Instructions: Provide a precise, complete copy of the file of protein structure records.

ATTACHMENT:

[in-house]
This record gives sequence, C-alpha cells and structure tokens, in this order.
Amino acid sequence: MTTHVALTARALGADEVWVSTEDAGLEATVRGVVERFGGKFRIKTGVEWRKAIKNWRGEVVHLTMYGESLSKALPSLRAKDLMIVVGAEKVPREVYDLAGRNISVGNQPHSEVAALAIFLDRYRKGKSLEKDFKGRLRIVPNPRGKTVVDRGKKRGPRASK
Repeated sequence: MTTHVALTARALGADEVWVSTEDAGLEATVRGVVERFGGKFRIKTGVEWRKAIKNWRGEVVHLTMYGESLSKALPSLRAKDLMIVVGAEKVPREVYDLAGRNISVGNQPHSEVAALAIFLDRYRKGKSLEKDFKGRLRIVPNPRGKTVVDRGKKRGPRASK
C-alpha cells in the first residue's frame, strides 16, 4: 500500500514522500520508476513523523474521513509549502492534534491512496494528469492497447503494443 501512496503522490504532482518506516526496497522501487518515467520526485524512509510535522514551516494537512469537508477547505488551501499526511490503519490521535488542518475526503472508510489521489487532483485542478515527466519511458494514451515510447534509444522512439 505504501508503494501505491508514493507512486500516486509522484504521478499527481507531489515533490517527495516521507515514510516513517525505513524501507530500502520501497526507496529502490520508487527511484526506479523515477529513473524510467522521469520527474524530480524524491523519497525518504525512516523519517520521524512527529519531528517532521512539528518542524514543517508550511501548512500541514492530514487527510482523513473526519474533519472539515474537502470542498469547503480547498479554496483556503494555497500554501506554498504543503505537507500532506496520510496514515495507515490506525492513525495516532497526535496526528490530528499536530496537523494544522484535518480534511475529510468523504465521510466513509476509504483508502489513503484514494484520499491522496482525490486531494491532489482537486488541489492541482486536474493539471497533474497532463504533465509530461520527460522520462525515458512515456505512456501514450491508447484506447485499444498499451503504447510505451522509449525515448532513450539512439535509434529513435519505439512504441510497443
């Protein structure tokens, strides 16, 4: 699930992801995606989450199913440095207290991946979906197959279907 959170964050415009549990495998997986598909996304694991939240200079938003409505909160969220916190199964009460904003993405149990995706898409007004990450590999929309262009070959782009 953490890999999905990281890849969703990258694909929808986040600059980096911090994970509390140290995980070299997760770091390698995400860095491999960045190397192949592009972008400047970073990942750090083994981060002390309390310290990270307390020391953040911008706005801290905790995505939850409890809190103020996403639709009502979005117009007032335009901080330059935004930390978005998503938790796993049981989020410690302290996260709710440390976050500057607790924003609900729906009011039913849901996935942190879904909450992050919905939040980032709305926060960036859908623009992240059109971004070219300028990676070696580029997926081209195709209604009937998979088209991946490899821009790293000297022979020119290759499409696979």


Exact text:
[in-house]
This record gives sequence, C-alpha cells and structure tokens, in this order.
Amino acid sequence: MTTHVALTARALGADEVWVSTEDAGLEATVRGVVERFGGKFRIKTGVEWRKAIKNWRGEVVHLTMYGESLSKALPSLRAKDLMIVVGAEKVPREVYDLAGRNISVGNQPHSEVAALAIFLDRYRKGKSLEKDFKGRLRIVPNPRGKTVVDRGKKRGPRASK
Repeated sequence: MTTHVALTARALGADEVWVSTEDAGLEATVRGVVERFGGKFRIKTGVEWRKAIKNWRGEVVHLTMYGESLSKALPSLRAKDLMIVVGAEKVPREVYDLAGRNISVGNQPHSEVAALAIFLDRYRKGKSLEKDFKGRLRIVPNPRGKTVVDRGKKRGPRASK
C-alpha cells in the first residue's frame, strides 16, 4: 500500500514522500520508476513523523474521513509549502492534534491512496494528469492497447503494443 501512496503522490504532482518506516526496497522501487518515467520526485524512509510535522514551516494537512469537508477547505488551501499526511490503519490521535488542518475526503472508510489521489487532483485542478515527466519511458494514451515510447534509444522512439 505504501508503494501505491508514493507512486500516486509522484504521478499527481507531489515533490517527495516521507515514510516513517525505513524501507530500502520501497526507496529502490520508487527511484526506479523515477529513473524510467522521469520527474524530480524524491523519497525518504525512516523519517520521524512527529519531528517532521512539528518542524514543517508550511501548512500541514492530514487527510482523513473526519474533519472539515474537502470542498469547503480547498479554496483556503494555497500554501506554498504543503505537507500532506496520510496514515495507515490506525492513525495516532497526535496526528490530528499536530496537523494544522484535518480534511475529510468523504465521510466513509476509504483508502489513503484514494484520499491522496482525490486531494491532489482537486488541489492541482486536474493539471497533474497532463504533465509530461520527460522520462525515458512515456505512456501514450491508447484506447485499444498499451503504447510505451522509449525515448532513450539512439535509434529513435519505439512504441510497443
């Protein structure tokens, strides 16, 4: 699930992801995606989450199913440095207290991946979906197959279907 959170964050415009549990495998997986598909996304694991939240200079938003409505909160969220916190199964009460904003993405149990995706898409007004990450590999929309262009070959782009 953490890999999905990281890849969703990258694909929808986040600059980096911090994970509390140290995980070299997760770091390698995400860095491999960045190397192949592009972008400047970073990942750090083994981060002390309390310290990270307390020391953040911008706005801290905790995505939850409890809190103020996403639709009502979005117009007032335009901080330059935004930390978005998503938790796993049981989020410690302290996260709710440390976050500057607790924003609900729906009011039913849901996935942190879904909450992050919905939040980032709305926060960036859908623009992240059109971004070219300028990676070696580029997926081209195709209604009937998979088209991946490899821009790293000297022979020119290759499409696979």